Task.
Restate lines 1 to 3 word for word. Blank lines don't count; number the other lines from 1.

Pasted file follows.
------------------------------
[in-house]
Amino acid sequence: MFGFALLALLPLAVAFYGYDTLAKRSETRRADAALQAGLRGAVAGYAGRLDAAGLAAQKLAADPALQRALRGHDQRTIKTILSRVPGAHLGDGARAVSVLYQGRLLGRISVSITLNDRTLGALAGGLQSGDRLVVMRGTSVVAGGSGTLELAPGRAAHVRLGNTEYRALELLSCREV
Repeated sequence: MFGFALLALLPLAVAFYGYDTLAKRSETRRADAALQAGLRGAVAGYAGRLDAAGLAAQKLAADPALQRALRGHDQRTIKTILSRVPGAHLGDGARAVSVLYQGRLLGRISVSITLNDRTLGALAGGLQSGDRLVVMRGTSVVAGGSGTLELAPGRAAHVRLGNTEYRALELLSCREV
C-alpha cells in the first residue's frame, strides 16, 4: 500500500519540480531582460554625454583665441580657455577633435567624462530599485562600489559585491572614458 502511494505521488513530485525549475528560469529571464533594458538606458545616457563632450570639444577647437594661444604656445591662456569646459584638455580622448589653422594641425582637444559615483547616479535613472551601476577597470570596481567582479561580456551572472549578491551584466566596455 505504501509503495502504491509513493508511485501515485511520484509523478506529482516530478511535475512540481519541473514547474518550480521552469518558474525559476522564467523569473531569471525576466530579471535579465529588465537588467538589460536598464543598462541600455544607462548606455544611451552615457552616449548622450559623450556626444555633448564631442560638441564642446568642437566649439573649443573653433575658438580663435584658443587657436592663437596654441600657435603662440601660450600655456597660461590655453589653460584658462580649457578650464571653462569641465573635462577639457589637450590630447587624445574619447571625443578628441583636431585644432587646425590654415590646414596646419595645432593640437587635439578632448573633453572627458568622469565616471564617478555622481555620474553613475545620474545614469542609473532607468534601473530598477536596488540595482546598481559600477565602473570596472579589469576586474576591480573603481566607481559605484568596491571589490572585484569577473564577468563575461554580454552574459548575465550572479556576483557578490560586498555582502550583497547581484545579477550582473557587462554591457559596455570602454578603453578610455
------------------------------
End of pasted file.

[in-house]
Amino acid sequence: MFGFALLALLPLAVAFYGYDTLAKRSETRRADAALQAGLRGAVAGYAGRLDAAGLAAQKLAADPALQRALRGHDQRTIKTILSRVPGAHLGDGARAVSVLYQGRLLGRISVSITLNDRTLGALAGGLQSGDRLVVMRGTSVVAGGSGTLELAPGRAAHVRLGNTEYRALELLSCREV
Repeated sequence: MFGFALLALLPLAVAFYGYDTLAKRSETRRADAALQAGLRGAVAGYAGRLDAAGLAAQKLAADPALQRALRGHDQRTIKTILSRVPGAHLGDGARAVSVLYQGRLLGRISVSITLNDRTLGALAGGLQSGDRLVVMRGTSVVAGGSGTLELAPGRAAHVRLGNTEYRALELLSCREV